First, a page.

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Natural Disaster

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A disaster is the tragedy of a natural or human-made hazard (a hazard is a situation which poses a level of threat to life, health, property, or environment) that negatively affects society or environment.

A natural disaster is the result of when a natural hazard affects humans. The amount of human vulnerability is the factor that leads to financial, environmental, or human impact.

A natural disaster is a consequence when a natural hazard (e.g., volcanic eruption or earthquake) affects humans. Human vulnerability, caused by the lack of appropriate emergency management, leads to financial, environmental, or human impact. The resulting loss depends on the capacity of the population to support or resist the disaster: their resilience. This understanding is concentrated in the formulation: "disasters occur when hazards meet vulnerability". A natural hazard will hence never result in a natural disaster in areas without vulnerability, e.g., strong earthquakes in uninhabited areas.

There are several types of natural disasters that may occur and the type of disaster usually depends on the geographic location in which a population of humans reside. For instance, an avalanche occurs in areas of mountainous terrain and a cold environment. The following natural disasters are common to happen throughout the world:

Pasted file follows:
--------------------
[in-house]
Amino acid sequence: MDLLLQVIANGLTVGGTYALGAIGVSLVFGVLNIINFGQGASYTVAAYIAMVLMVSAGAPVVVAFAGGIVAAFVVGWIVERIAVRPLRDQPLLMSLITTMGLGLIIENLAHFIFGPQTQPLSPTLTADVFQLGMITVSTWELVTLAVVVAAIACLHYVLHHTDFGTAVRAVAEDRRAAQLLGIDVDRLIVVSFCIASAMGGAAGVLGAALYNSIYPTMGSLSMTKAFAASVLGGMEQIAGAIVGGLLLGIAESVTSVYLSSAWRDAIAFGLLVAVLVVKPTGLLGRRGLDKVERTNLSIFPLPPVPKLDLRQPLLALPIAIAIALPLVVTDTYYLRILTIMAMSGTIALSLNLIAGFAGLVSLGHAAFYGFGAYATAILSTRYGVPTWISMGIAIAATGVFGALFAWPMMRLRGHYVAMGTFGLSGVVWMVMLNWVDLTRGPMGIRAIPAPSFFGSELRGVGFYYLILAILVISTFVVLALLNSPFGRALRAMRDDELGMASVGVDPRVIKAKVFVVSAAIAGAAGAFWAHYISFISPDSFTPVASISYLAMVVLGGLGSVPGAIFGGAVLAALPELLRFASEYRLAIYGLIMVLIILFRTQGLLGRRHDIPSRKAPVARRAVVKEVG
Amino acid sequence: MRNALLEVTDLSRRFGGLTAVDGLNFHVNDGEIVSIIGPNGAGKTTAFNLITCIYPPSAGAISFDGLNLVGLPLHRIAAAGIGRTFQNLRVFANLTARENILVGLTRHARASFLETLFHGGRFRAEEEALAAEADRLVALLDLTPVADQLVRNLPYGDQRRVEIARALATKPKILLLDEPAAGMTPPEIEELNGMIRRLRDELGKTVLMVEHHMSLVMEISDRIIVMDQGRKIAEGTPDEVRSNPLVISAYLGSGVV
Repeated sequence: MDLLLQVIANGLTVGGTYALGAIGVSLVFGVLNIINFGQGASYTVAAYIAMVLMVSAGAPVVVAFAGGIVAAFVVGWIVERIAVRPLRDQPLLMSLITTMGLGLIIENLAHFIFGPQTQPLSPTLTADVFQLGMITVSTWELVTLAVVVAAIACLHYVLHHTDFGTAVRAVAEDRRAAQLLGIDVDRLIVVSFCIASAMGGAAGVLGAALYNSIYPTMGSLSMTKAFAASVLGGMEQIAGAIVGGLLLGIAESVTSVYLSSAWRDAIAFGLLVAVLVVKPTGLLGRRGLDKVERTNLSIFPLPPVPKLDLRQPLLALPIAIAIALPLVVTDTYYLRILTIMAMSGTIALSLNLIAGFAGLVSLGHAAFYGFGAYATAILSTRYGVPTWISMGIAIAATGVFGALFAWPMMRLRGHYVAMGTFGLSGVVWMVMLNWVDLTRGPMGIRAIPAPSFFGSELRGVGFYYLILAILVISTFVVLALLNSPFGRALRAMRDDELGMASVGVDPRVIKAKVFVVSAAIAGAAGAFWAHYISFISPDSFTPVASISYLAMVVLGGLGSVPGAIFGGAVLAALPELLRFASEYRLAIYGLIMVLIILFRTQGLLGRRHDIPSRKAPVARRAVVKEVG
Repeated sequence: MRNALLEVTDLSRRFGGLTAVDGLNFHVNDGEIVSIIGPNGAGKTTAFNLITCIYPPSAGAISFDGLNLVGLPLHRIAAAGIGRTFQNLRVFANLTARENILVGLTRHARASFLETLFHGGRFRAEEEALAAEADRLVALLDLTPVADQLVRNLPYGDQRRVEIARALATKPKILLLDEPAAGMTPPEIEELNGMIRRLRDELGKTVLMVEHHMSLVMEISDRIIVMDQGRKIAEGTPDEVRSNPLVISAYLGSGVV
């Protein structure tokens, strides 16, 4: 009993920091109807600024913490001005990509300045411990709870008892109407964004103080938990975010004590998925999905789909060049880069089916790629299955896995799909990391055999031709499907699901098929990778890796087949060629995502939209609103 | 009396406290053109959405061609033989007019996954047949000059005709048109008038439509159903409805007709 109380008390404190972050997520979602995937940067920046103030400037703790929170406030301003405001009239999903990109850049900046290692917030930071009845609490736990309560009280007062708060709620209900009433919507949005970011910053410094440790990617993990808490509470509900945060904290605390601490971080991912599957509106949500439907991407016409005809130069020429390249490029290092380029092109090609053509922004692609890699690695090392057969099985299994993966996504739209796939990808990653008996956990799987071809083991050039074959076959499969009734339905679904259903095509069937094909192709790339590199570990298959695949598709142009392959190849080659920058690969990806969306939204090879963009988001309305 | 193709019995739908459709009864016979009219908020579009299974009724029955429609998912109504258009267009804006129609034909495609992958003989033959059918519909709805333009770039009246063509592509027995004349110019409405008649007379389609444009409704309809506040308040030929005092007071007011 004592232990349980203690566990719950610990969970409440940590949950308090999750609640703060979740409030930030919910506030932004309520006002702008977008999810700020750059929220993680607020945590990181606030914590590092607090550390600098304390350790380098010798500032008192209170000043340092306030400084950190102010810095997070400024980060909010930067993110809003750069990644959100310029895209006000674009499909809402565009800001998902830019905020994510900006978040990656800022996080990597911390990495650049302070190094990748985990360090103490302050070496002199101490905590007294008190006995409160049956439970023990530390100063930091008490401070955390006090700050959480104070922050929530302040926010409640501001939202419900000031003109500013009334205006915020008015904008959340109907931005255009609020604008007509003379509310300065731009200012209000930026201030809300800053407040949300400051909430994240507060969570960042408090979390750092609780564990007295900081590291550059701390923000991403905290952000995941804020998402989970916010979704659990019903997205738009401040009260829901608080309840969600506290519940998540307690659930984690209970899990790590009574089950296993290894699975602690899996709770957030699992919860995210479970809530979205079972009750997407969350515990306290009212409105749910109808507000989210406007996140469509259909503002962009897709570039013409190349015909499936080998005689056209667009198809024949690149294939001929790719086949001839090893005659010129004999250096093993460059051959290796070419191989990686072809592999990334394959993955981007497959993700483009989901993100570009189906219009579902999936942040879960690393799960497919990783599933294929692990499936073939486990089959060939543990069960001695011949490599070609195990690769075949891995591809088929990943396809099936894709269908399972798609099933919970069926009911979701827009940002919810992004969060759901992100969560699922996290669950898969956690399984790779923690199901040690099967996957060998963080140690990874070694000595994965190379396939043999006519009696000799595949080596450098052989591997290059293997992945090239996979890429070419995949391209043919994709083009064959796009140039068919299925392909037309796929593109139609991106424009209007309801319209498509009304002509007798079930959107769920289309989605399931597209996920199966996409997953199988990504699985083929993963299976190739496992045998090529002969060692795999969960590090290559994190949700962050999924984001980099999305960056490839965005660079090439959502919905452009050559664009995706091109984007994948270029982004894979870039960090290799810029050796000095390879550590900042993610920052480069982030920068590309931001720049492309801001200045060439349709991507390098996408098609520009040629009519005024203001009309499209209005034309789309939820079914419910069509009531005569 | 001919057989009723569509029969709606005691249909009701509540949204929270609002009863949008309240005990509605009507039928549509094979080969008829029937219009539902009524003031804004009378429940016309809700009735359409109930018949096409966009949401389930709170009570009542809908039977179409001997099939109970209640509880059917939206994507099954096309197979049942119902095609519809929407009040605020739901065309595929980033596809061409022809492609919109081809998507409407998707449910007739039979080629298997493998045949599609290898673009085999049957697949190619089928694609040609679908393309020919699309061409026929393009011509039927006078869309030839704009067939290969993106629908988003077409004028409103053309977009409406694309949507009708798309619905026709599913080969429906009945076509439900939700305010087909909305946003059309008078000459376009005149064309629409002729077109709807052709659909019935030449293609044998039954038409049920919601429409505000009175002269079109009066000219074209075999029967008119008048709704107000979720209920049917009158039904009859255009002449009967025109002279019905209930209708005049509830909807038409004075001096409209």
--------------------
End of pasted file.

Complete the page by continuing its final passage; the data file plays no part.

A Volcano is a vent in the earth through which hot gases and molten rock rise to the surface. A cone shaped mountain of erupted material around such a vent is also called a volcano. The name is taken from Volcano, an island north of Sicily in the Mediterranean Sea. The island was given its name by the ancient Romans because it spewed smoke like vapor, and was thought to be the home of Vulcan, their god of fire.

Ex: Cotopaxi Mexico 1877 mud flow flowed 150 miles


A natural disaster that involves a violent and sudden shaking of the earth's crust (the outermost layer of the earth's surface). The point of origin of an earthquake is called the "focus" of the earthquake and the area on the earths surface directly above the focus is called the "epicenter". Earthquakes are not directly responsible for deaths of humans or wildlife, but rather it is the aftereffects that are triggered by an earthquake that makes them so deadly. Earthquakes can cause buildings to collapse, fires to spread, tsunamis to form at sea, and volcanoes to erupt. While earthquakes are generally difficult to predict ahead of time, safety measures can be put into place that could prevent these secondary events from happening or minimizing the damage.

Ex: 2005 Kashmir Quake.. Death tolls have been estimated at over 79,000, with thousands more injured..


Tornadoes are one of weathers most deadly and fascinating forces. Even though they are often limited by size (not being more than one kilometer wide at most) they leave vast areas of destruction and death behind them. They are also called twisters or cyclones.

Ex: Tornado Outbreak.. April 1974.. took 330 lives, left 5484 people injured and destroyed a stretch of 2500 miles


Blizzards are dangerous winter storms that are a combination of blowing snow and wind resulting in very low visibilities. While heavy snowfalls



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